>>KEVIN WHITE: I just wanted to take a moment to personally thank Mr. Johnson and Mark Huey for their efforts in the redevelopment of East Tampa.
And I know, put it on the record publicly, a lot of past criticism has gone out because the word has not gone out in a timely fashion, or as the community has received commenting in a timely fashion about ongoing projects that are going on in East Tampa.
There are quite a few in the pipeline, and I have discussed with Mr. Johnson and Mr. Huey, and we have come up with some plans, strategic plans to be able to get those plans out to the community and keep the community completely informed.
And we will have a forum coming up within the next 90 days or so alerting the East Tampa areas, as well as the whole city of upcoming projects that are online.
Mr. Johnson, I want to personally say thank you for your diligence in making sure that these briefings are continual and occurring, and very pleased with some of the projects that are coming on line, and in the pipeline, and look forward to seeing them come to fruition.
>>GWEN MILLER: We go to information by council members.
Mr. Dingfelder.
>>JOHN DINGFELDER: Thank you, Madam Chair.
As you know, I serve on behalf of this council on the arts council.
And we have a couple of exciting events coming up.
I just wanted to announce.
On Thursday, March 10th, at TECO plaza we will be celebrating an evening of music, literature, visual arts.
The community is invited and there will be refreshments.
TECO plaza, 5:30 to 7:30 p.m.
Also coming up this Sunday is Oscar night.
And the Tampa Theatre, in conjunction with the arts council, is putting on like their black tie, fancy Oscar night.
I haven't been there but I might try to get there.
I'm sure you have probably been.
It looks like a lot of fun.
That's this Sunday evening probably starting at 6:30.
And then I'm sure tickets are still available.
And finally, on March 12, Rob Rowen and the IPP, Interbay Peninsula Partnership in South Tampa, sponsored a kaleidoscope festival which is going to be from ten in the morning till four in the afternoon.
It's a kids' art festival at Ballast Point elementary school.
A couple of motions that I would like to do real quick.
Manny Alvarez, I saw on our agenda, is resigning from Hartline board after many years of service.
I would like for council to give him a commendation when he's up on his feet and wants to come receive it.
>> Would you like Mary to present that?
>> I'm sure he definitely would like Mary to present that.
(Motion carried)
>>JOHN DINGFELDER: Secondly, Ballast Point neighborhood association several months ago actually passed their neighborhood plan.
And the next step in that process is to get it onto our agenda.
And I'd like for council to consider that maybe one month from now.
I'm not sure if that's an ordinance or something like that.
But I think there's plenty of time if I give you all a month.
>>MORRIS MASSEY: I believe it's referred in legal to formally present to council in the form of a resolution, an ordinance, however it's appropriate.
I will find out where that is and I'll be happy to make sure that gets to you all as quickly as we can.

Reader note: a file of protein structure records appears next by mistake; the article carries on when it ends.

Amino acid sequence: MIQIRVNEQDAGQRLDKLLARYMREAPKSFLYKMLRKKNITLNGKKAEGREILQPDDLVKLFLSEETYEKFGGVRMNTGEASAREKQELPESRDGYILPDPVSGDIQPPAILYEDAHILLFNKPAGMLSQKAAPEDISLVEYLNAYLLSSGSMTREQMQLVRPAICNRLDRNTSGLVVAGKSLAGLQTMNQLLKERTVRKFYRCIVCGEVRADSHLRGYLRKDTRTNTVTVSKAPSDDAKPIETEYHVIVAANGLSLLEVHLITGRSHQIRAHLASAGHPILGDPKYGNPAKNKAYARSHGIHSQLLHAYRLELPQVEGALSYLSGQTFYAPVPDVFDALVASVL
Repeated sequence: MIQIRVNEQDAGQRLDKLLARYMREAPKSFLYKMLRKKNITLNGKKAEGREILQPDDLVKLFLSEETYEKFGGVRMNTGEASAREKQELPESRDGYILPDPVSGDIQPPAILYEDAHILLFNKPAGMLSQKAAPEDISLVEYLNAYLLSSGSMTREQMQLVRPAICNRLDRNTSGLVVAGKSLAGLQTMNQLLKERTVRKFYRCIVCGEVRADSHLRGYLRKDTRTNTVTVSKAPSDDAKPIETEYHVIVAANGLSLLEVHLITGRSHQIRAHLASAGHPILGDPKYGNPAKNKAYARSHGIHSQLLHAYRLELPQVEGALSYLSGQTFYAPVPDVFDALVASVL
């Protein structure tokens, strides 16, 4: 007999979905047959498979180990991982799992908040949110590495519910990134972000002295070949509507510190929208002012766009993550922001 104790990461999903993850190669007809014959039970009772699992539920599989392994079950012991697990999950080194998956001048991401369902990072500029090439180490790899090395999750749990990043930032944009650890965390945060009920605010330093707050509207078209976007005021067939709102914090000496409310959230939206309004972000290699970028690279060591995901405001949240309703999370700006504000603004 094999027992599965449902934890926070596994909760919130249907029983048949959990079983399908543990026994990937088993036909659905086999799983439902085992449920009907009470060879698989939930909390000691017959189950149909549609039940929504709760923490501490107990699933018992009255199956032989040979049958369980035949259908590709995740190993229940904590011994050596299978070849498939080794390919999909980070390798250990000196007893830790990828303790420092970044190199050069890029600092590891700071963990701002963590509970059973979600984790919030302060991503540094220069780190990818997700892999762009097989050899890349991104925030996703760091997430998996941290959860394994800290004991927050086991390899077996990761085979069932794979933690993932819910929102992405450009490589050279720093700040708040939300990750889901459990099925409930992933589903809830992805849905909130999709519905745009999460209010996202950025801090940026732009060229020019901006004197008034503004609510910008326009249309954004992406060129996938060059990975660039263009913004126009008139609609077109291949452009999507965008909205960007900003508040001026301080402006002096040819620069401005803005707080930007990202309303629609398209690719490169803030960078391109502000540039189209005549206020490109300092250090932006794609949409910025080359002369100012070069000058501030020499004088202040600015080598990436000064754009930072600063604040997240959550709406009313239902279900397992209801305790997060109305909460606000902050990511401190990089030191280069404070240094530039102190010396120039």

>>JOHN DINGFELDER: I'll change the motion then to just ask legal to prepare that and get it back to us as soon as possible.
>>GWEN MILLER: We have a motion and second.
(Motion carried)
>>JOHN DINGFELDER: Third, I'd like a report from the -- Palma Ceia is in the process of a plan amendment there. Seems to be a little bit of delay or something.
I would like a report from our planning staff in the Planning Commission staff next week on the status of the Palma Ceia comp plan amendment.
>> Second.
>>GWEN MILLER: Motion and second.
(Motion carried)
Finally, Linda and rose and I were down at the mayor's -- what did she call that?
Town hall meeting last night at Robinson high.
It was well attended.
And they had a lot of concerns.
One of the concerns obviously has to do with infrastructure.
They say we are approving a lot of rezonings down there, we approved 2000 units, do we have the infrastructure to support that?
Two things that I would like a report back from transportation staff, I would like to know when we are going to break down on Manhattan improvements.
Because we have the five-laning of Manhattan from Gandy north to Euclid or El Prado. We already have the money.
We have the plans.
I would like a report back from staff in a week.
Make that two weeks.
In regard to that plan.
Let me add one more thing.
Also, the discussion has repeatedly come up about can the city-widen Westshore to three lanes from Gandy to Euclid or El Prado?
And again I would like for a report from staff on the feasibility and possibility of that.
Because I know we are going to have the money to do that from all these developments that we have been approving.
So I'd like for them to look at it in terms of the right-of-way and the feasibility so we can possibly get that into the pipeline.
Maybe three weeks would be fine so they can look at that.
>>GWEN MILLER: I have a motion and second.
(Motion carried)
>>MARTIN SHELBY: There were two separate issues.
One you gave two weeks, one you gave three weeks.
>>JOHN DINGFELDER: Three weeks on both.
>>GWEN MILLER: We have a motion and second.
All in favor say Aye.
Opposed, Nay.
(Motion carried)
>>JOHN DINGFELDER: I appreciate your indulgence.
>>LINDA SAUL-SENA: I think that all council members that attended the up to hall meeting agree we need to give the mayor a buzzer because some folks went on and on.
It was quite challenging. Anyway, the event that I would like to invite council members to is on Monday at 2:00.